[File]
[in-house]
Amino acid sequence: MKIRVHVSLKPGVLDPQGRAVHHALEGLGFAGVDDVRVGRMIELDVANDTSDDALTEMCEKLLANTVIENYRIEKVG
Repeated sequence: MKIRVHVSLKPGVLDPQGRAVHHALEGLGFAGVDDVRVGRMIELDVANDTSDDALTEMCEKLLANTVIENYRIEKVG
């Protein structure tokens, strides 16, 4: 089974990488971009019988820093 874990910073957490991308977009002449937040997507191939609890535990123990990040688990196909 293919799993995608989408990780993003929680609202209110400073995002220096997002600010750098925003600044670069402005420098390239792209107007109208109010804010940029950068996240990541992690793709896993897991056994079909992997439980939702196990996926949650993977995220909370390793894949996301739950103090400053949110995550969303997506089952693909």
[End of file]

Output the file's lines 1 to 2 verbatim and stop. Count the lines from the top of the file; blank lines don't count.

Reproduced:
[in-house]
Amino acid sequence: MKIRVHVSLKPGVLDPQGRAVHHALEGLGFAGVDDVRVGRMIELDVANDTSDDALTEMCEKLLANTVIENYRIEKVG